When we think of tools, a few things probably come to mind. We think of a carpenter and his hammer or a surgeon and his scalpel. We think of computers, screwdrivers, and other physical implements used to achieve tasks.
But when we think of architects, what comes to mind? Beyond physical equipment, like pencils and sheets of paper, architects use a variety of intangible tools– to design and create art in the form of architecture.
As architects, we use a variety of elements to create associations between the buildings we design and the humans that interact with them.
Here is the first in a series of overviews of a few of those tools.
Mass and Proportion
Mass and proportion can give an object its feeling of scale and weight. A building can “feel” heavy or light based on its mass and proportion in relation to a person interacting with it.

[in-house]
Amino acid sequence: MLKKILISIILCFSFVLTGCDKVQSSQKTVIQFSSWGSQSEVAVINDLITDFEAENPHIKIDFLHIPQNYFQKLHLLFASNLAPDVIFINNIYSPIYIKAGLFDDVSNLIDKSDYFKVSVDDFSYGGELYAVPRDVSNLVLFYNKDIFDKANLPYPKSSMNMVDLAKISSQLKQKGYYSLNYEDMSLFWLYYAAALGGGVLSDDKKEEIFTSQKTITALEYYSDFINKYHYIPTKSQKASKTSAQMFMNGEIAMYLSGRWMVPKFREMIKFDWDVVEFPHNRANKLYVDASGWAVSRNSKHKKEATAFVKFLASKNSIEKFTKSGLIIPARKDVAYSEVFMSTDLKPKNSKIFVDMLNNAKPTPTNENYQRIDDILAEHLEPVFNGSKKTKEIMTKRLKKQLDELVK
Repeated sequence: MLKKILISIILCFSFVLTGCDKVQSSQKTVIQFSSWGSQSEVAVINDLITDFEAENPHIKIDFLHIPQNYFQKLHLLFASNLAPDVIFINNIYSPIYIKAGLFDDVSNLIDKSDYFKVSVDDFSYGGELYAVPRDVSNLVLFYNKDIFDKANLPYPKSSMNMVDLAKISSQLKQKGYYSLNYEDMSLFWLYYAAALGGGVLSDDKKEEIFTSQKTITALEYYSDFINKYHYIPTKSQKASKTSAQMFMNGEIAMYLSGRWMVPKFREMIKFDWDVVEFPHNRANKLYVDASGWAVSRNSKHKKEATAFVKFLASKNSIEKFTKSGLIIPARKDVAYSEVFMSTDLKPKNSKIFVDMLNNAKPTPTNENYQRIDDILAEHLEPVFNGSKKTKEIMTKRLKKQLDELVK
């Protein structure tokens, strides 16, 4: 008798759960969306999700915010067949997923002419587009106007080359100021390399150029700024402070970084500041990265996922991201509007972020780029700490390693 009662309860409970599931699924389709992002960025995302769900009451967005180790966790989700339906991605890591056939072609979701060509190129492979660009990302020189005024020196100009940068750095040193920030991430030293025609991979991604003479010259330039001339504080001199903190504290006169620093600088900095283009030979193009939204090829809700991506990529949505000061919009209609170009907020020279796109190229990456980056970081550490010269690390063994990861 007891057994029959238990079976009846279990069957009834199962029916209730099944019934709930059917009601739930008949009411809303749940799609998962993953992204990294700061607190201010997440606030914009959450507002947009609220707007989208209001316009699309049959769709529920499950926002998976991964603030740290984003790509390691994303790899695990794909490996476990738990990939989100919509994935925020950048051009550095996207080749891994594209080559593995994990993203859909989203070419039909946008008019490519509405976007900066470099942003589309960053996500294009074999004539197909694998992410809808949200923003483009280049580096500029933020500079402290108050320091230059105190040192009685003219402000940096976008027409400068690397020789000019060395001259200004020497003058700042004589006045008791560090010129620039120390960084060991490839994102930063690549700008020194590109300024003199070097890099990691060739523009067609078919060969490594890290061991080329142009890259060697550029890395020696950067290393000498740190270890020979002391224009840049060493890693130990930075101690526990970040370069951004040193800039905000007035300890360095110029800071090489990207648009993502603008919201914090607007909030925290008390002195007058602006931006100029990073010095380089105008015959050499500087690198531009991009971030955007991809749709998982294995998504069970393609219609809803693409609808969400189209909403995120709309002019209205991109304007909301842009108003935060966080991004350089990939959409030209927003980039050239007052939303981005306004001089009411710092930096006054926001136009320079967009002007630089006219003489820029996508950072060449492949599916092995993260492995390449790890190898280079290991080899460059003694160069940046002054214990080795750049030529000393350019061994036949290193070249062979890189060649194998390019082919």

Another factor that plays into the sentiment of an object or structure “feeling massive” is materials. If a building or object is built out of stone for example, it is perceived to be more massive than something built out of a lighter material like wood. If a material is monolithic in appearance instead of being broken up into smaller elements, an object can be perceived as more massive. Due to these factors, mass needs to be in correct proportion in order to create the desired feelings and associations.
Proportion is creating elements in a way in which they relate to other elements or their environment in a visually harmonious means. The subtleties of proportion may not be perceived by every viewer, but it gives a space or objects a sense of order that would otherwise be nonexistent.
Achieving correct proportions for an object or a building can be a very challenging and difficult task. This challenge is often compounded because the way a designer would view the work while creating it is often completely different than the way a user may view the finished work.
More from the architectural tool belt soon.